Here’s my schedule…

Thursday, May 8

8:00 PM – 9:00 PM
Panel: What Editors Want
(Paula Guran, Don D’Auria, Jeff Burk, Nick Mamatas, Ross Lockhart )
Professional editors offer their insights on their side of the publishing market: what sells, what grabs an audience, and what often crashes with the best of intentions.

9:00 PM – 10:00 PM
Panel: Writing Characters That Come To Life On The Page
(Lisa Manetti, Kelli Owen, Jane Brooks, John Urbancik, Ross Lockhart)
How does a writer catch the most memorable aspects of themselves and others and weave them into a character readers can’t forget? Pro tips on breathing life into Pandora.

Friday, May 9

11:00 AM – 12:00 PM
Panel: That Is Not Dead – H. P. Lovecraft’s Contributions To Modern Horror
(S.T. Joshi, W.H. Pugmire, Cody Goodfellow, Nick Mamatas, Ross Lockhart, Ellen Datlow)
Six of the Lovecraft Circle’s brightest lights explain the renaissance going on in the Cosmic Horror subgenre today, from ‘True Detective’ back to the Providence Spook’s own literary and anthropological influences.

1:30 PM – 2:00 PM
Reading: Ross Lockhart

6:00 PM – 9:00 PM
Willamette Foyer
Mass Autograph Signing (I’ll have a few copies of my books on hand to sell.)

Saturday, May 10

12:00 PM – 1:00 PM
Panel: Starving In Style: Surviving As A Small Press
(Cameron Pierce, Chris Morey, Steven Booth, Ross Lockhart, Loren Rhoads, Kate Jonez)
With the massive changes taking place in publishing today, the role of the small press has become larger and more of a game-changer. Warriors of the small press explain the best ways to survive in the trenches as an independent publisher.

1:00 PM – 2:00 PM
Panel: How To Put Together A Great Anthology
(Paula Guran, Ellen Datlow, Nick Mamatas, Ross Lockhart, Jennifer Brozek, R.J. Cavender )
Professional anthologists discuss the ways that the multi-headed anthology beast survives its infancy and becomes remembered.



Mighty in Sorrow

I’m over the moon and pleased as Punch to reveal that I’ve got a story, “A Garden of Cucumbers,” appearing in Mighty in Sorrow: A tribute to David Tibet and Current 93, the latest anthology from Dynatox Ministries. And I’m sharing space with one hell of a lineup of awesome authors (see below).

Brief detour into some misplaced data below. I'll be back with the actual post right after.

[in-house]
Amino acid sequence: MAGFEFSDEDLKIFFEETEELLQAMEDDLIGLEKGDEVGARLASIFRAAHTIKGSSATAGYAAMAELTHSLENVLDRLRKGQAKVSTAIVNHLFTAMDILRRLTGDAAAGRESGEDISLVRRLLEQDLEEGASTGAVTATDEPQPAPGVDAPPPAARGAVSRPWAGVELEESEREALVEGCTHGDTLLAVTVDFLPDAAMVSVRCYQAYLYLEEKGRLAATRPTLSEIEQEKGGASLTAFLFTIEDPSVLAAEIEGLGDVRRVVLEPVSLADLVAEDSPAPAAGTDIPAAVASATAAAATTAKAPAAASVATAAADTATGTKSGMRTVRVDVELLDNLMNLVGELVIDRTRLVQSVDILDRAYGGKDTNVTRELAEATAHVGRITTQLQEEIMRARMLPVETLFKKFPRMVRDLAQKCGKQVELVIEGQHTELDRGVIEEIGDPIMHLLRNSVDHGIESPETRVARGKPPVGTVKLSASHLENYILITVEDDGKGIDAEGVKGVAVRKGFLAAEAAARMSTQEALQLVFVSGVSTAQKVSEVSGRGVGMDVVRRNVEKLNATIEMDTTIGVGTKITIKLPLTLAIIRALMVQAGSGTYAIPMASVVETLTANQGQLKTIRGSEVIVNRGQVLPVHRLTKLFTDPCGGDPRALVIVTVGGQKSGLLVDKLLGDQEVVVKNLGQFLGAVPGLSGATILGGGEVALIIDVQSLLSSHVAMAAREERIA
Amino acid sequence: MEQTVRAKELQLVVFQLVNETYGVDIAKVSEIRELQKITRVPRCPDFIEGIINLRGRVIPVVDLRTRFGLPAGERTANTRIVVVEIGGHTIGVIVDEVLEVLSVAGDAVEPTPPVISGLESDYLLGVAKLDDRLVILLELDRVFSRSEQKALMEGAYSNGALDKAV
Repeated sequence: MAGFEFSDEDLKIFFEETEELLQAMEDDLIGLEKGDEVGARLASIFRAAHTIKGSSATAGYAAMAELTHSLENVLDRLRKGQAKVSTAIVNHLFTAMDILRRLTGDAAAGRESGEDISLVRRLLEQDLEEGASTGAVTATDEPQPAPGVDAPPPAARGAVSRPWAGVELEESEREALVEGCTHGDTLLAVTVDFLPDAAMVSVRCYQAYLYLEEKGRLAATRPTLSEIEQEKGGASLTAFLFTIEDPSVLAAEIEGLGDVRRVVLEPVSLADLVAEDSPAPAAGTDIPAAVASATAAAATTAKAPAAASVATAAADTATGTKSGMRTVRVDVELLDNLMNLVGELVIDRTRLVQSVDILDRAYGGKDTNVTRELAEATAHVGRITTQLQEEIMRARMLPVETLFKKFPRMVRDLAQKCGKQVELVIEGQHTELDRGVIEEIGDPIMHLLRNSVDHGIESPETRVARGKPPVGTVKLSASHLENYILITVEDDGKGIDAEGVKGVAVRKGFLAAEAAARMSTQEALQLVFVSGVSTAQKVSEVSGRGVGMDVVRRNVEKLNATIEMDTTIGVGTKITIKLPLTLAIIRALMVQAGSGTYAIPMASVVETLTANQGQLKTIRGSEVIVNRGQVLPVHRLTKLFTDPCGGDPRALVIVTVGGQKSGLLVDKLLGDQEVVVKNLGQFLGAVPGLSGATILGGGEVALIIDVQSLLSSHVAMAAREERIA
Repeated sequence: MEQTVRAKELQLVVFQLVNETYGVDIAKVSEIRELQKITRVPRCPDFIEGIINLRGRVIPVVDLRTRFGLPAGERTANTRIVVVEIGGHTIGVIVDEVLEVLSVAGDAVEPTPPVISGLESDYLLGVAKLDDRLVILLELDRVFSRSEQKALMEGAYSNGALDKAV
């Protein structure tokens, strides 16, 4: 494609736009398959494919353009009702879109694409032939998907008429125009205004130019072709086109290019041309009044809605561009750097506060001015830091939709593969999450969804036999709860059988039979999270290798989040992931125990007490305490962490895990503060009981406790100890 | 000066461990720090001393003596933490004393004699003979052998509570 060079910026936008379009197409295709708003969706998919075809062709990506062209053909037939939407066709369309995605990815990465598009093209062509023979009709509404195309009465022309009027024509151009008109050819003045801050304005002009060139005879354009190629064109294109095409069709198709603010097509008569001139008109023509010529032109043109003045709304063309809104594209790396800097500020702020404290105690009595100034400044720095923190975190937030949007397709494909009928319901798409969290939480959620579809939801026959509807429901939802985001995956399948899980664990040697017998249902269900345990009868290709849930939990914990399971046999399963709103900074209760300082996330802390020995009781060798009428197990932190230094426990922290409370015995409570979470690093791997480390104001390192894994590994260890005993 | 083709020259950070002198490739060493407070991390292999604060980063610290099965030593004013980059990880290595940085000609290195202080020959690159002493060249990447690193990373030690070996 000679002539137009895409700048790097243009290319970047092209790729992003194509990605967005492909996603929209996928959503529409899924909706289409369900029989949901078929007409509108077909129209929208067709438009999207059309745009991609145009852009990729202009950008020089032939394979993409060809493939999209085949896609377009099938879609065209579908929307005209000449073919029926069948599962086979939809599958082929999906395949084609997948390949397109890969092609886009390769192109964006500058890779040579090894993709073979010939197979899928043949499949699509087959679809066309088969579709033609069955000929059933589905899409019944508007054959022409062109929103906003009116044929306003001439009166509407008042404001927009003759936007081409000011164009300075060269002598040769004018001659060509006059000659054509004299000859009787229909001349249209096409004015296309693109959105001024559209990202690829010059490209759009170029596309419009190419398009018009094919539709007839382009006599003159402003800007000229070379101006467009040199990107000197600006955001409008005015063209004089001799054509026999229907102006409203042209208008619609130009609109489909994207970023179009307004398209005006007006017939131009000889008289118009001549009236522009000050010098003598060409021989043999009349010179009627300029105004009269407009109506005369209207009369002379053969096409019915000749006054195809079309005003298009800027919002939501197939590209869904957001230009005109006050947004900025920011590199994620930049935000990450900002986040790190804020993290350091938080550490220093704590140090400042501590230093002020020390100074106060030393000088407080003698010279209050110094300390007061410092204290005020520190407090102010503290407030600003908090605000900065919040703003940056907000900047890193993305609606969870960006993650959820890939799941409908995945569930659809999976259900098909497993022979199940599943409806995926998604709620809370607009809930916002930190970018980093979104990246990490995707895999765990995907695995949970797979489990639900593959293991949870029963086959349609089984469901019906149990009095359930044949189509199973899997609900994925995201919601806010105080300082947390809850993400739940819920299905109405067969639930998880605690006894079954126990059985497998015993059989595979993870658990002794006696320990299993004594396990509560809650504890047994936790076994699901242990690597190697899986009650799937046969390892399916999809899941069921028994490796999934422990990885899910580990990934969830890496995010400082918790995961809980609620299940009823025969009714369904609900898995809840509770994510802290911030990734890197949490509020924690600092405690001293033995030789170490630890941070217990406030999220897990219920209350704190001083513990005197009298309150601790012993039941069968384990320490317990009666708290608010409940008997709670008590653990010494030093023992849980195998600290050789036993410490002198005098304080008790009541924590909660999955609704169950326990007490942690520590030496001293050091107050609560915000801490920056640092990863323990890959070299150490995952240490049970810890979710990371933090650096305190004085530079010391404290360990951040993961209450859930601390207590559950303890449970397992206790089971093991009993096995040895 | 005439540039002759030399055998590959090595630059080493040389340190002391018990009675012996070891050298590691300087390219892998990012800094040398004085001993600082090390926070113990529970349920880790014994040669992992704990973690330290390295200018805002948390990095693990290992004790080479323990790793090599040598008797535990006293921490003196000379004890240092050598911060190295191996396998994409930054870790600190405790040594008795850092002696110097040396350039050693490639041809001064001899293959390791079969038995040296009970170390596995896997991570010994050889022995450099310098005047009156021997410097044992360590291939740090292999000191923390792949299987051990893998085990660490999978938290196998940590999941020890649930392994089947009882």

Big thanks to editor/publisher/propagandist Jordan Krall, for accepting my twisted tale of mysticism and martyrdom, and to Ari Eberlin, who worked with me at Wherehouse Records #93 in about ’93 and turned me on to Current 93, much to the chagrin of the blue-hairs. Ponder that Gnostic number sequence and take a look at this lovely cover.


Right now, you can order the book for Amazon Kindle, with a trade paperback coming soon.

Here’s the full TOC:

Table of Contents
Andrew Liles – Foreword
Daniel Mills – WHISTLER’S GORE
Edward Morris – LULLABY
Jon R. Meyers – ALL IN A ROW
Michael Allen Rose – THE PUPPET OF GRUDGES
Neal Alan Spurlock – ANYWAY PEOPLE DIE
Andrew Wayne Adams – ADAM CATMAN
Jayaprakash Satyamurthy – ‘there comes a midnighthour…’
James Champagne – THE WITHERING ECHO
Joseph Pulver Sr. – when the twilighttwilight of nihil.nihil chimes…
Michael Göttert – SHADOWS AND ABYSS
Hyacinthe L. Raven – OR ALONE



The Children of Old Leech are coming…

There are Things–terrifying Things–whispered of in darkened forests beyond the safe comfort of firelight: The Black Guide, the Broken Ouroboros, the Pageant, Belphegor, Old Leech…

These Things have always been here. They predate you. They will outlast you.

This book pays tribute to those Things.

For We are the Children of Old Leech… and we love you.

We are the Children of Old Leech... and we love you.

The Children of Old Leech
A Tribute to the Carnivorous Cosmos of Laird Barron

Edited by Ross E. Lockhart & Justin Steele
Cover design by Matthew Revert

Coming summer 2014 from Word Horde

TOC to be unveiled soon

Reviewer inquiries to publicity[at]wordhorde[dot]com

PS: Happy Birthday, Laird!



Tales of Jack the Ripper: Just $2.99 for a limited time!

“It’s elementary, folks,” says Inspector Elinor. “Simple math. Two dollars and ninety-nine cents equals Tales of Jack the Ripper on your Kindle, smartphone, or tablet. So visit Amazon and download a copy of Tales of Jack the Ripper, edited by Ross E. Lockhart. Watson and I need the clues you will find in the ebook to track down Jack the Ripper and bring the cur to justice.”


Buy Tales of Jack the Ripper for your Kindle right here.



Chick Bassist and the Suicide Girls

As you probably know, I wrote a book called Chick Bassist, it’s a love letter to rock ‘n’ roll and it was published in late 2012 by Lazy Fascist Press. Chick Bassist follows the trials and tribulations of a trio of punk rockers, Heroes for Goats, as their band breaks up and they strike out in their own directions. It’s about love and sex and drugs and dumb decisions and revenge and–most of all–the indomitable can-do spirit of rock ‘n’ roll. Chick Bassist is thin enough to fit in your guitar case, smart enough to have you thinking about the book for days after you’re done reading, and well-worth reading on the bus between gigs. But don’t take my word for it: